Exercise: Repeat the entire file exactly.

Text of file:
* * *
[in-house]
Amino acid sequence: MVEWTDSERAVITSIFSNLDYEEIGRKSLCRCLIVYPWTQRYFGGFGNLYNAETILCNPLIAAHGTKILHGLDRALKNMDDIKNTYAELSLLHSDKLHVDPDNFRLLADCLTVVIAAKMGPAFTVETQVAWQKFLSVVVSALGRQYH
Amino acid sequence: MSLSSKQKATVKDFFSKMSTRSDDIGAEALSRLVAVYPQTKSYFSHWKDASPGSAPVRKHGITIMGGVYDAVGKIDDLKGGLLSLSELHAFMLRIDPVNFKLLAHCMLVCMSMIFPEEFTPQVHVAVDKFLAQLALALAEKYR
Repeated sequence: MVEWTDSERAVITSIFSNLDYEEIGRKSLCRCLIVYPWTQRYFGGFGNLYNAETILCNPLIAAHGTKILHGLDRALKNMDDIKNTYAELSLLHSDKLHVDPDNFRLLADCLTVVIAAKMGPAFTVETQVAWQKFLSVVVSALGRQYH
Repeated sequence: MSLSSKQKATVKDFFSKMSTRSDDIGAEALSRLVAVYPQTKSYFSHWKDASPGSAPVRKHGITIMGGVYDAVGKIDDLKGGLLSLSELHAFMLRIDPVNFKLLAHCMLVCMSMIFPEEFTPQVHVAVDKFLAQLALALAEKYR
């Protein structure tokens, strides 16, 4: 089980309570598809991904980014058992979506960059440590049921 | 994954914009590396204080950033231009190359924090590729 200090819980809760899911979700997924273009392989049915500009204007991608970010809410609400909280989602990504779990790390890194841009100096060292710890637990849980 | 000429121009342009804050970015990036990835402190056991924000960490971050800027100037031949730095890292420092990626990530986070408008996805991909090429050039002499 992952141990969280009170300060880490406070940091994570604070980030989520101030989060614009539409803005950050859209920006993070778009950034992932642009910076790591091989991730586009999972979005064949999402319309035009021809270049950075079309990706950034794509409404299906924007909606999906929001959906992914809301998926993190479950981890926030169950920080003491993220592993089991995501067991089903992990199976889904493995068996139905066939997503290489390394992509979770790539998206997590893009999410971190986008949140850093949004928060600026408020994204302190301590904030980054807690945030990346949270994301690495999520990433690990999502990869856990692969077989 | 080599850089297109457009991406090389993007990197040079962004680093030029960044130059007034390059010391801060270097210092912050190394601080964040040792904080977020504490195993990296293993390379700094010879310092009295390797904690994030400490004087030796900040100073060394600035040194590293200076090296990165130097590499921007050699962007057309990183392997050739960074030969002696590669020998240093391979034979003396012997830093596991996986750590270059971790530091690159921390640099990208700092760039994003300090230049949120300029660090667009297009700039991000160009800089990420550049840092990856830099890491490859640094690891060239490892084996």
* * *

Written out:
[in-house]
Amino acid sequence: MVEWTDSERAVITSIFSNLDYEEIGRKSLCRCLIVYPWTQRYFGGFGNLYNAETILCNPLIAAHGTKILHGLDRALKNMDDIKNTYAELSLLHSDKLHVDPDNFRLLADCLTVVIAAKMGPAFTVETQVAWQKFLSVVVSALGRQYH
Amino acid sequence: MSLSSKQKATVKDFFSKMSTRSDDIGAEALSRLVAVYPQTKSYFSHWKDASPGSAPVRKHGITIMGGVYDAVGKIDDLKGGLLSLSELHAFMLRIDPVNFKLLAHCMLVCMSMIFPEEFTPQVHVAVDKFLAQLALALAEKYR
Repeated sequence: MVEWTDSERAVITSIFSNLDYEEIGRKSLCRCLIVYPWTQRYFGGFGNLYNAETILCNPLIAAHGTKILHGLDRALKNMDDIKNTYAELSLLHSDKLHVDPDNFRLLADCLTVVIAAKMGPAFTVETQVAWQKFLSVVVSALGRQYH
Repeated sequence: MSLSSKQKATVKDFFSKMSTRSDDIGAEALSRLVAVYPQTKSYFSHWKDASPGSAPVRKHGITIMGGVYDAVGKIDDLKGGLLSLSELHAFMLRIDPVNFKLLAHCMLVCMSMIFPEEFTPQVHVAVDKFLAQLALALAEKYR
């Protein structure tokens, strides 16, 4: 089980309570598809991904980014058992979506960059440590049921 | 994954914009590396204080950033231009190359924090590729 200090819980809760899911979700997924273009392989049915500009204007991608970010809410609400909280989602990504779990790390890194841009100096060292710890637990849980 | 000429121009342009804050970015990036990835402190056991924000960490971050800027100037031949730095890292420092990626990530986070408008996805991909090429050039002499 992952141990969280009170300060880490406070940091994570604070980030989520101030989060614009539409803005950050859209920006993070778009950034992932642009910076790591091989991730586009999972979005064949999402319309035009021809270049950075079309990706950034794509409404299906924007909606999906929001959906992914809301998926993190479950981890926030169950920080003491993220592993089991995501067991089903992990199976889904493995068996139905066939997503290489390394992509979770790539998206997590893009999410971190986008949140850093949004928060600026408020994204302190301590904030980054807690945030990346949270994301690495999520990433690990999502990869856990692969077989 | 080599850089297109457009991406090389993007990197040079962004680093030029960044130059007034390059010391801060270097210092912050190394601080964040040792904080977020504490195993990296293993390379700094010879310092009295390797904690994030400490004087030796900040100073060394600035040194590293200076090296990165130097590499921007050699962007057309990183392997050739960074030969002696590669020998240093391979034979003396012997830093596991996986750590270059971790530091690159921390640099990208700092760039994003300090230049949120300029660090667009297009700039991000160009800089990420550049840092990856830099890491490859640094690891060239490892084996």